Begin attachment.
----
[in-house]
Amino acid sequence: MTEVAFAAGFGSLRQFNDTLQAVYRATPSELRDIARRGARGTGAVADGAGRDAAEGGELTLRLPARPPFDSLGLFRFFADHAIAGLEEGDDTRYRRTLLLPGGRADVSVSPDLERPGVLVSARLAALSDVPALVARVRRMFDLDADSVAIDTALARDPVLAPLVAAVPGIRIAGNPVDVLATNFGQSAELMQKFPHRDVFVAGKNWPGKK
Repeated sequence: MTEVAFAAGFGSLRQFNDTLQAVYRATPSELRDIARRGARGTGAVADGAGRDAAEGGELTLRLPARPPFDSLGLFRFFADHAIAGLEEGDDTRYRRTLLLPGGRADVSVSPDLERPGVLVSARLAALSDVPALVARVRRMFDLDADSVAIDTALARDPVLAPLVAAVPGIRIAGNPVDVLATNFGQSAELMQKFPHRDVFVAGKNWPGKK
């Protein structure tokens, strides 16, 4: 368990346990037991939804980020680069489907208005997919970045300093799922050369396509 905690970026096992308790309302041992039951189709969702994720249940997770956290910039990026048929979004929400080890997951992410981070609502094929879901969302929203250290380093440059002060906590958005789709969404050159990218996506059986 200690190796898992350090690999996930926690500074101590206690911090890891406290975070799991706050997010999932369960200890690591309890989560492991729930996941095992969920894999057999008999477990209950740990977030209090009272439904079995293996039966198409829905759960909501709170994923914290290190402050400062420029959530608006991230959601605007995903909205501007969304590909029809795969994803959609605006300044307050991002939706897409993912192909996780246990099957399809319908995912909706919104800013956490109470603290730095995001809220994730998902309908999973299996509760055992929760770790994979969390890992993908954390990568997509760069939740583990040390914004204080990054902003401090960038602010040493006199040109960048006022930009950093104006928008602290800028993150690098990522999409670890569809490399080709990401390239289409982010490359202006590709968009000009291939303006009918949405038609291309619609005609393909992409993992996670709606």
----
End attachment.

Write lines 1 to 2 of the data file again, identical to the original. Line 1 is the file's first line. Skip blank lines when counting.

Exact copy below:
[in-house]
Amino acid sequence: MTEVAFAAGFGSLRQFNDTLQAVYRATPSELRDIARRGARGTGAVADGAGRDAAEGGELTLRLPARPPFDSLGLFRFFADHAIAGLEEGDDTRYRRTLLLPGGRADVSVSPDLERPGVLVSARLAALSDVPALVARVRRMFDLDADSVAIDTALARDPVLAPLVAAVPGIRIAGNPVDVLATNFGQSAELMQKFPHRDVFVAGKNWPGKK